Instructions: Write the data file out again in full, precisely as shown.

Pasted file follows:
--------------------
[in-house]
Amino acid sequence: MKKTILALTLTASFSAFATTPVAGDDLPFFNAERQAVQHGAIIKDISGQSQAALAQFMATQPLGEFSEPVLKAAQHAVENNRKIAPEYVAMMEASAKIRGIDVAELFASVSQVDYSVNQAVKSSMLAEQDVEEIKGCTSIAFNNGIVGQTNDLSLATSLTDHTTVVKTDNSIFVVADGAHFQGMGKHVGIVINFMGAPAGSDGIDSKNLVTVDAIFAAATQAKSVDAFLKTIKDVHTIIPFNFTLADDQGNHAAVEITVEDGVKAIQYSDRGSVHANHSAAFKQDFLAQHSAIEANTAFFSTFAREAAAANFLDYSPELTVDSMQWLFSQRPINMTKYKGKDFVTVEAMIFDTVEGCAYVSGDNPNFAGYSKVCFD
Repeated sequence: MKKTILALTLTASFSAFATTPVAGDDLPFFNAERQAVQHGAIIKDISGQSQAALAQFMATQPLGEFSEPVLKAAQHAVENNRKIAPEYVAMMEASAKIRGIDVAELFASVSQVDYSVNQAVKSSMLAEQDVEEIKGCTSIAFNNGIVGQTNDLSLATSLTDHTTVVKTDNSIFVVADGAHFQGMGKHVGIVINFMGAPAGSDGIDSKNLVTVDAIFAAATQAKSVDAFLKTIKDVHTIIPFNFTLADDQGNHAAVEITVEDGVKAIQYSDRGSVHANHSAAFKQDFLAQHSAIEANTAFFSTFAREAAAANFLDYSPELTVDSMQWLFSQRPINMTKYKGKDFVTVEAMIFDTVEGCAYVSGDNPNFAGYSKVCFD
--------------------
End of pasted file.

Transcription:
[in-house]
Amino acid sequence: MKKTILALTLTASFSAFATTPVAGDDLPFFNAERQAVQHGAIIKDISGQSQAALAQFMATQPLGEFSEPVLKAAQHAVENNRKIAPEYVAMMEASAKIRGIDVAELFASVSQVDYSVNQAVKSSMLAEQDVEEIKGCTSIAFNNGIVGQTNDLSLATSLTDHTTVVKTDNSIFVVADGAHFQGMGKHVGIVINFMGAPAGSDGIDSKNLVTVDAIFAAATQAKSVDAFLKTIKDVHTIIPFNFTLADDQGNHAAVEITVEDGVKAIQYSDRGSVHANHSAAFKQDFLAQHSAIEANTAFFSTFAREAAAANFLDYSPELTVDSMQWLFSQRPINMTKYKGKDFVTVEAMIFDTVEGCAYVSGDNPNFAGYSKVCFD
Repeated sequence: MKKTILALTLTASFSAFATTPVAGDDLPFFNAERQAVQHGAIIKDISGQSQAALAQFMATQPLGEFSEPVLKAAQHAVENNRKIAPEYVAMMEASAKIRGIDVAELFASVSQVDYSVNQAVKSSMLAEQDVEEIKGCTSIAFNNGIVGQTNDLSLATSLTDHTTVVKTDNSIFVVADGAHFQGMGKHVGIVINFMGAPAGSDGIDSKNLVTVDAIFAAATQAKSVDAFLKTIKDVHTIIPFNFTLADDQGNHAAVEITVEDGVKAIQYSDRGSVHANHSAAFKQDFLAQHSAIEANTAFFSTFAREAAAANFLDYSPELTVDSMQWLFSQRPINMTKYKGKDFVTVEAMIFDTVEGCAYVSGDNPNFAGYSKVCFD